Visualization Guide

There exists a plethora of ways to visualize data beyond simple bar graphs, pie charts, and basic line graphs. Historians often shy away from using visualization tools, partly because of their lack of use or maybe an inherent fear of statistics.

Data Visualization can be a key facet to conveying the right point or to reinforce a historians argument with poignant proof in beautiful, data filled form. Today we will be looking at two specific tools; the Histogram and the Cartogram. Both are better at showing specific data than the aforementioned bar graph, pie chart, or a line graph. Although both are more niche they both excel at their specific tasks.

At first blush the histogram looks exactly like a bar graph, however they both do very different things. A bar graph represents each individual piece of data as a separate “bar.” For example you could have a bar representing how many cats live in your house, then another bar representing the dogs. Each bar would then be corresponded to the number on the left side or the “Y-Axis.” A histogram does not deal with individual or divided objects instead it represents a range of numbers. This “range” of numbers are a continual line and the “bars” are representations of the number of units in the range within a certain “bin.” There is a lot to unpack here, so let us start with an example.

Age of Passengers on the Titanic in 5 year intervals.

The example above shows the ages of the passengers aboard the Titanic. The “range” is the age of passengers, the “frequency” is the number of passengers in that age bracket, and the bracket is the “bin” the author prescribed for the graph, this one being set for five years per bar. Therefore, the highest “bin” is passengers between the ages of 20 and 25. This graph shows age break down of the passengers in a quick to read visualization without the need of breaking each group down and writing out the raw numbers in a table.

Emily always wants her dinner, no histogram needed.

Histograms are strongest in dealing with a set of continuous data. The histogram is not able to detail discrete data, such as what kind of food a cat prefers. Instead it could be used to show the average weight of cats or to track when a cat wants its dinner plotted to the time of day. Set and continuous lines of data such as weight, age, and time are the true strengths of the histogram.

There is two common ways to represent the data using a cartogram. The first is using set “blocks” to represent a certain number. For example the number of electoral college votes each state has in the Presidential Election, seen here from Five Thirty Eight.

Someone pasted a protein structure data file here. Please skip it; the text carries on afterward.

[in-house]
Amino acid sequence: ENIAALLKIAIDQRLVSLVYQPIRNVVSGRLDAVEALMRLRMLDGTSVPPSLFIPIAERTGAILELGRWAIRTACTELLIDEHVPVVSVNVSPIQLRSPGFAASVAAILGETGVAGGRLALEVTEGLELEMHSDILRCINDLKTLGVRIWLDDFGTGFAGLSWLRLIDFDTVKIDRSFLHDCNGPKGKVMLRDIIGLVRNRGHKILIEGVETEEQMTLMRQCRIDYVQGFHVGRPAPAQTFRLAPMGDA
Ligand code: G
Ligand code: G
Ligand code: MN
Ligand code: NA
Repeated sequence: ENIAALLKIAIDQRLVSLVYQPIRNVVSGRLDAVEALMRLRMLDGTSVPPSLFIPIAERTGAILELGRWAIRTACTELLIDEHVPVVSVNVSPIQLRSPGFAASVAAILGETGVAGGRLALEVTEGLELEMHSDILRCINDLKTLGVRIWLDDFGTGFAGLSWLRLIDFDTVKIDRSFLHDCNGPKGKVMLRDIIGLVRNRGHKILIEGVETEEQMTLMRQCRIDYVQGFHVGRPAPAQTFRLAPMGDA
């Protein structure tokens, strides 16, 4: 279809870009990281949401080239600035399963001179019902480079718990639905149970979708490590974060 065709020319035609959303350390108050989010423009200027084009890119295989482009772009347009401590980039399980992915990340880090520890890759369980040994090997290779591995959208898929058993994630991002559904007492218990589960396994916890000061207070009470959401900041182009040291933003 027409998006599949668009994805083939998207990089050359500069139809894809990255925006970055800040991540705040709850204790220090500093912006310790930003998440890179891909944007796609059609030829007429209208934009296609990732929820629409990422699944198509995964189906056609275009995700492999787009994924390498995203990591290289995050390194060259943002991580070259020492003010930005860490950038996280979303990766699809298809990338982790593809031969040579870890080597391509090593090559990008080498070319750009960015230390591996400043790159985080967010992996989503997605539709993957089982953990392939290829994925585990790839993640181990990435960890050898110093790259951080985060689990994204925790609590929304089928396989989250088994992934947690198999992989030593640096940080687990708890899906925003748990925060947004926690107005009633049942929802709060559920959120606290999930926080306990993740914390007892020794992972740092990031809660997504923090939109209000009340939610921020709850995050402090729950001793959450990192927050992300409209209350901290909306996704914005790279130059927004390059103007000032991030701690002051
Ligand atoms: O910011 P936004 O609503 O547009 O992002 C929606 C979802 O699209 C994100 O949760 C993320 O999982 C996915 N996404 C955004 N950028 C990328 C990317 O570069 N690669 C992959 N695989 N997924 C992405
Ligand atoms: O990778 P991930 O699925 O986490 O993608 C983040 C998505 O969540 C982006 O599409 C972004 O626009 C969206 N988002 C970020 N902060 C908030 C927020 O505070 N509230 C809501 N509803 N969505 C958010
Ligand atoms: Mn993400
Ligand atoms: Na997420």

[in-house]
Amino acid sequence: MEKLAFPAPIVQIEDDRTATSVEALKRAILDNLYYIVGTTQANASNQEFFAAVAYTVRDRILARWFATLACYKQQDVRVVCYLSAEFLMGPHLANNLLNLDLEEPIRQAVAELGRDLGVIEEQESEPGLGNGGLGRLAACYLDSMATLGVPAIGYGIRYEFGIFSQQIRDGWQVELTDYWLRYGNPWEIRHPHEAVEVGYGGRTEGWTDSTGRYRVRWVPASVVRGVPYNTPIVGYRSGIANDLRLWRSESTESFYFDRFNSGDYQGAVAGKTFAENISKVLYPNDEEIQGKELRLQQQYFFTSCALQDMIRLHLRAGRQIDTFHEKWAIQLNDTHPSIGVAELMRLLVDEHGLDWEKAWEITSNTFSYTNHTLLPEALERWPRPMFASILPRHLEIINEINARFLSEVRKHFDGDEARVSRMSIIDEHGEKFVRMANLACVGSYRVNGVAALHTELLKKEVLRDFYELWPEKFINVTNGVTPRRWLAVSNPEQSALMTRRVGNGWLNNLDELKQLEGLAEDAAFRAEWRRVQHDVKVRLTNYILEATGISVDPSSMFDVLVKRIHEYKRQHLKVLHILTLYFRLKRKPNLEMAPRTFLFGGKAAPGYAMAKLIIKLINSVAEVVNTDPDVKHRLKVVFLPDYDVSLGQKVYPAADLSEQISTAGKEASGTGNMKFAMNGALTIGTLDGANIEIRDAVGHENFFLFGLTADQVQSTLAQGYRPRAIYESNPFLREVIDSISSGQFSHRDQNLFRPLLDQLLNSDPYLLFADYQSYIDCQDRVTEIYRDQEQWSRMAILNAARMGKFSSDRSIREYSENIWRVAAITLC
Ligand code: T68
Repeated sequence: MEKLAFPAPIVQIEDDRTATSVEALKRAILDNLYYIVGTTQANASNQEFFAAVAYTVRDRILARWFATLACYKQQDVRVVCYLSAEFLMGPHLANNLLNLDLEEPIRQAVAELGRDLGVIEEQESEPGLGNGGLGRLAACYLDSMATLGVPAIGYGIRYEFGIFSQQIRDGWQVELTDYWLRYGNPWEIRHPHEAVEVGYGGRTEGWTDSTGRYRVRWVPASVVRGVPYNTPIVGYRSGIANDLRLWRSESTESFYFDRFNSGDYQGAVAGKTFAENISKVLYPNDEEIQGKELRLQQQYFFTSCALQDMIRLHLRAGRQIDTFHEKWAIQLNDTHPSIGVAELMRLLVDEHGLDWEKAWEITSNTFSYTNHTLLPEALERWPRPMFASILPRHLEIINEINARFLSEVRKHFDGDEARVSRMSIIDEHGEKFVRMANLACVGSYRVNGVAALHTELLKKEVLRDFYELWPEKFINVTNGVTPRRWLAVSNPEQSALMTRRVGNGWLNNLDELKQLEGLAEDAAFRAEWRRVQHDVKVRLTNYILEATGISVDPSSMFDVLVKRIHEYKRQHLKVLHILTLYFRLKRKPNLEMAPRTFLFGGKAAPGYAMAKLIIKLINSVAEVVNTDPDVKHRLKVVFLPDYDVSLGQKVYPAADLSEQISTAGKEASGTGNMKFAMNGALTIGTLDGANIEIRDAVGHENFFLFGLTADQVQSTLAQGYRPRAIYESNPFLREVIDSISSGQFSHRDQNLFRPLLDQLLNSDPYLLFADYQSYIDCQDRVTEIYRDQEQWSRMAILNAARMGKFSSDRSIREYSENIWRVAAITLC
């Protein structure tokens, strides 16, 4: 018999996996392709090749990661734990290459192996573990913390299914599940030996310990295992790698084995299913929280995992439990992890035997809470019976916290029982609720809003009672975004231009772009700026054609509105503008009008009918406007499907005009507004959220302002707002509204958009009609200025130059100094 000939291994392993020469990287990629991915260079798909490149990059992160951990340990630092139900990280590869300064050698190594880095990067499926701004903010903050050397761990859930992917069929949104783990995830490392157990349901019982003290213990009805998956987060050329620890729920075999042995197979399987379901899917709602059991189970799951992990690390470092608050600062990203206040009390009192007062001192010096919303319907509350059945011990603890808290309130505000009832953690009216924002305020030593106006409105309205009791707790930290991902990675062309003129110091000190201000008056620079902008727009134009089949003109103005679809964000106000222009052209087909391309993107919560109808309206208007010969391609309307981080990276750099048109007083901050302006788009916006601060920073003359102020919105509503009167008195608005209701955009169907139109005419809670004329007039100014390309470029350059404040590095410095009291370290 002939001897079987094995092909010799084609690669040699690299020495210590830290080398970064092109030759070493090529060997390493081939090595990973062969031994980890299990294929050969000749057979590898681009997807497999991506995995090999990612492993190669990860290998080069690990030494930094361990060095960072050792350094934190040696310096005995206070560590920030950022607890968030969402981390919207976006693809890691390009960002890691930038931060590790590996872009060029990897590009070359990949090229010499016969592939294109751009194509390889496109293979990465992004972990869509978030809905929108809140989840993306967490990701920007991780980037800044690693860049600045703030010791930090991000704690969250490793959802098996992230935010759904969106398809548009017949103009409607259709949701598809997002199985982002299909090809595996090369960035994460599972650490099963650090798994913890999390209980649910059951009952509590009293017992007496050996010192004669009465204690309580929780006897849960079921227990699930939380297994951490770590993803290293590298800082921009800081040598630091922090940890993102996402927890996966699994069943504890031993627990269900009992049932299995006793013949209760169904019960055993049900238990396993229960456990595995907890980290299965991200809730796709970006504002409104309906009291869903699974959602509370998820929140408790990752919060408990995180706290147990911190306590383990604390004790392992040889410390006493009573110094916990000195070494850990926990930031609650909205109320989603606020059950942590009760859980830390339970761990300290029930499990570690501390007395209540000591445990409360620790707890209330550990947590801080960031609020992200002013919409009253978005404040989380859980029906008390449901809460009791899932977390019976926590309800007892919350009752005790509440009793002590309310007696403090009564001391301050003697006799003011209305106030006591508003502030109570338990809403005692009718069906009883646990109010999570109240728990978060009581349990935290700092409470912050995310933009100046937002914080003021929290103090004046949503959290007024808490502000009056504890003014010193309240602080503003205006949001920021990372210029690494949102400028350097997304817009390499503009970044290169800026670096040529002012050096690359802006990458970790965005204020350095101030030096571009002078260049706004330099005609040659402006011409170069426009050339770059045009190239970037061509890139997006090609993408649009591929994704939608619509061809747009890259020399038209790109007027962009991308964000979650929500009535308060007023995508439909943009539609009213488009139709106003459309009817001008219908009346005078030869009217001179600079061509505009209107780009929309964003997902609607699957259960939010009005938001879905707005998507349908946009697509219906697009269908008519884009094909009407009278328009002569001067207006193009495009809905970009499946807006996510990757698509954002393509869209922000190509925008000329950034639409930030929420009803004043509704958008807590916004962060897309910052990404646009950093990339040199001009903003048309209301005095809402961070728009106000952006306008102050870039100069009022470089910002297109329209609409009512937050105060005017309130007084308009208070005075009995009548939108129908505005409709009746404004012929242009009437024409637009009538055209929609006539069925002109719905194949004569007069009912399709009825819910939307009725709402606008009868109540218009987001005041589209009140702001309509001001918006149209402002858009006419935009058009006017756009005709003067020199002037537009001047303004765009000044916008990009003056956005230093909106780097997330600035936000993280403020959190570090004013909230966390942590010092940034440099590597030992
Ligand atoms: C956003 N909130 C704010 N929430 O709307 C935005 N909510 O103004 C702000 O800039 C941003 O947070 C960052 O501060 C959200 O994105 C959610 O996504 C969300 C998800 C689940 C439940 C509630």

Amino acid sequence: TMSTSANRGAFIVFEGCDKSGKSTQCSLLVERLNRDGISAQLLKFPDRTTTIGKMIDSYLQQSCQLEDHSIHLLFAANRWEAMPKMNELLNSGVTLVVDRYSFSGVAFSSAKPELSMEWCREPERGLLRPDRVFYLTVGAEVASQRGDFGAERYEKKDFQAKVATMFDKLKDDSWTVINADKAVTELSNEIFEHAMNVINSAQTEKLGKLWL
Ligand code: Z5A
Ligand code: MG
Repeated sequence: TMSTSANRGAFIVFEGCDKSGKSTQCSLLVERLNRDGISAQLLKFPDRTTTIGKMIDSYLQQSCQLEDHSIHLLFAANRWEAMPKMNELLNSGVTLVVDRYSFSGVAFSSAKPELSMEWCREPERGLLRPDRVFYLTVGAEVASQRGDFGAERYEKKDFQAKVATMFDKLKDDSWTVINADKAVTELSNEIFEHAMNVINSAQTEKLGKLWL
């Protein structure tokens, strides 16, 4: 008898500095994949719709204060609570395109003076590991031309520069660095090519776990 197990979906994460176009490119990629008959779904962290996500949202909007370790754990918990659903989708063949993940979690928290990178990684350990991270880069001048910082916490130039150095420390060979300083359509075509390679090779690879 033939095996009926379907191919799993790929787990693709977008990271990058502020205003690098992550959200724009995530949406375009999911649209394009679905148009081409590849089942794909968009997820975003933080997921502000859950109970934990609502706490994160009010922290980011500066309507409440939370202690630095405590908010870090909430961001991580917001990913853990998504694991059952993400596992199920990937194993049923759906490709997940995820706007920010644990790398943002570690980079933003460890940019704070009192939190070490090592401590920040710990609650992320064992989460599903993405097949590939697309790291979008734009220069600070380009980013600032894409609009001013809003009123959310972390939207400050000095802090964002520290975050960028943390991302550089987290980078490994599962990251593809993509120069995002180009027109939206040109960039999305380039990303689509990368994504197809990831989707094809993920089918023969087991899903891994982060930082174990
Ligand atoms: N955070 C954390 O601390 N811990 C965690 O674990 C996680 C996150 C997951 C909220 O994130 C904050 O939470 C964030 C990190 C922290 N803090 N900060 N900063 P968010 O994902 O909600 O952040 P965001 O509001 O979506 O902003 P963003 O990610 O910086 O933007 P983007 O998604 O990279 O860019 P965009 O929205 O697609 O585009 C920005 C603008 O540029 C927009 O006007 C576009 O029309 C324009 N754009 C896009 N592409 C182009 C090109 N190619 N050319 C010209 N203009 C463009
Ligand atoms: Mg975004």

The other type of “-gram” is the Cartogram. As the name implies it visualizes data on a map. However, it uses the map as a point of reference to be manipulated by the data. The cartogram model is used when trying to show disparity between geo-spatial areas. It is often used when dealing with population density, showing how certain areas are more concentrated compared to the rest of the area. Drawing from that same thread is using the cartogram to represent voting and election results. The point of the cartogram is to try to balance the map with the data instead of putting the data on the map.

Electoral Votes for President in the 2016 Election

Each hexagon in the map represents one electoral college vote. The map is not accurate, but a common reader understand where each state belongs and draws the conclusion from that inherent knowledge. The block method is a clean version of the cartogram that is visually appealing while trying to balance the map to a more equitable distribution. The ugly step-sister of the block version is the blob version.

Electoral Votes for President in the 2016 Election

The blob tries to maintain the original borders of the map, but changes the size based on the frequency of the data. In the above case it is based upon electoral votes, the same as the hexagon map from before. While less visually appealing it does serve a purpose. It can be easier to understand if the end user does not understand what is being shown because the relative shape of the state or country remains the same, more or less. Whereas if it was a hexagon it becomes harder to distinguish. The other benefit is if it is a change over time map. Seeing countries or states population balloon and shrink in real time is easier to understand with the blob form over the block form.

Cartograms are perfect for showing continuous data on a map. The votes for president, population of the country, rates of disease; these are the quintessential data for a cartogram. The cartogram, like the histogram, does not do discrete data. It cannot be used to compare data in the individual country or region. Cartograms also require borders, which could be an issue if looking at periods of shifting borders or unclear borders. With these constraints in mind, the cartogram is another vital tool for historians trying to balance their data on a map.

The issue with these two grams is they can be manipulated as any data visualization can be. However, especially prone to manipulation or bias is the cartogram. A purpose of the cartogram is to “balance” the map with data. For example the cartogram for the Electoral College votes from Five Thirty Eight shows the size of New York and California and their large amount of votes dwarf the lower population Mid-Western states to combat how red the normal map is. While not necessarily nefarious it can be used to push an agenda. With this in mind, both “-grams” excel at visualizing certain data.